Grambling State University’s Residential Life and Housing Department kicked off their fourth annual 5K Glow Run for Breast Cancer Awareness. The 5k Glow Run was held at the Tiger Village Clubhouse on Wednesday, Oct. 28.
Senior residential assistant Timothy Ismael produced the idea of the glow run.
“At first we had a 5K walk that originally started in 2010 in the intramural center and on the track, it eventually turned into a ‘5K Glow Run’ in 2014,” said Carneilia Barfield, assistant director of Residential Life.
During the course of the week, Residential Life/Housing had been doing daily events. To kickoff the week, the area launched their new project called “Tree of Hope” which allowed residents to write positive words for cancer under the tree located next to the mascot, “Eddie” the Tiger.
Tuesday was “Residential Life goes Pink”, Wednesday was the 5K Glow Run for Breast Cancer, Thursday was Pink Out Aerobics, which unfortunately was canceled and to wrap up the week, on Friday was the continuation of the “Tree of Hope”.
“This year’s theme was “Pink”. When you think pink, one would usually think about wellness. Getting your yearly mammograms and any other preventive checks for men and women in regards to preventing cancer,” said Dana Howard, director of Residential Life/Housing.
The Tiger Village Clubhouse and the Barnes and Noble Book store sponsored the event. The Barnes and Noble book store donated 50 glow in the dark 5K run shirts. The first 50 students who signed up and showed up received a shirt.
“The idea of the 5K Glow Run is to raise awareness about breast cancer and cancer in general” said Barfield.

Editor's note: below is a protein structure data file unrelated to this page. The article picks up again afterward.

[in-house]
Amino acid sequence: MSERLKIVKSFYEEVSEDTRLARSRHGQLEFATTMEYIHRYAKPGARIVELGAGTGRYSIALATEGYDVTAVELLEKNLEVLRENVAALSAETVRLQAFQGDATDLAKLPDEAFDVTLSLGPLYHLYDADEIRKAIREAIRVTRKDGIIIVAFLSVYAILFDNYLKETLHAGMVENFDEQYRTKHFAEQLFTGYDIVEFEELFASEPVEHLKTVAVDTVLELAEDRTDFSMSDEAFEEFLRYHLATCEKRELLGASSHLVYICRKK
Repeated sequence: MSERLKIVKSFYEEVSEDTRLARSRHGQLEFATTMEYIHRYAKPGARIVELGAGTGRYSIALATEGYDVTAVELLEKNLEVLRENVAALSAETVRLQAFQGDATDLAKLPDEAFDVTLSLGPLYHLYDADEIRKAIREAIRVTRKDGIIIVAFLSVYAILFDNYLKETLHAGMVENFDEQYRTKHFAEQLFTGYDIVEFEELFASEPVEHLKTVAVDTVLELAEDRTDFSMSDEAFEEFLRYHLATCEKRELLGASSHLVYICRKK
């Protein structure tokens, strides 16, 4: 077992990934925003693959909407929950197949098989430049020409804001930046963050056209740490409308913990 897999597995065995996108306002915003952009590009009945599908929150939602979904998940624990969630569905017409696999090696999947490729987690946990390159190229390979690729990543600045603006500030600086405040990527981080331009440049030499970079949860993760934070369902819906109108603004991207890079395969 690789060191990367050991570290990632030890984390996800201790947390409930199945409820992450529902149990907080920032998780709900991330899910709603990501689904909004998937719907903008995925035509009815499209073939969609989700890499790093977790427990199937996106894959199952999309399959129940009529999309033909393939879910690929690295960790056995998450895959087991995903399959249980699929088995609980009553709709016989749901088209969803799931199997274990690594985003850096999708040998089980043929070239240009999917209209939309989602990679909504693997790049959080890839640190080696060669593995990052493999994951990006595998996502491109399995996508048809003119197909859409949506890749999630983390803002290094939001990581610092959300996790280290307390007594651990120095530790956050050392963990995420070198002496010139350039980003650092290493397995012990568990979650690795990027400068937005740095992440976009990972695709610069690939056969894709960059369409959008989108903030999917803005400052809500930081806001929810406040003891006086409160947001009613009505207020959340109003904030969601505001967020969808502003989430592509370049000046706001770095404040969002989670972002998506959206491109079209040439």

The first competitor to finish was Jeremiah Bias with a 17 minutes and 32 seconds time. Bias is , a freshman accounting major from Moreno Valley, California.
“I’m doing this because I’ve never done anything like this before and raising awareness for cancer is such a positive thing,” said Bias.
“One of my relatives has cancer and it has been really hard on my family, but we stay strong and support her through everything. I feel the run is a very positive idea. It informs people in the community that this is a very serious disease and is nothing to play with,” said Tamala Dunmiles, Thibodaux, Louisiana, sophomore child development and early literacy major.
“The run was fun, more challenging than expected, but it was good to come out, have a nice time and meet new people.”
“We would like to thank everyone for coming out and participating. We are looking forward to next year when we host an AIDS Awareness 5K glow run Dec. 1, 2016. Next year we will also be looking for donations to donate to the Susan G. Komen fund,” said Barfield.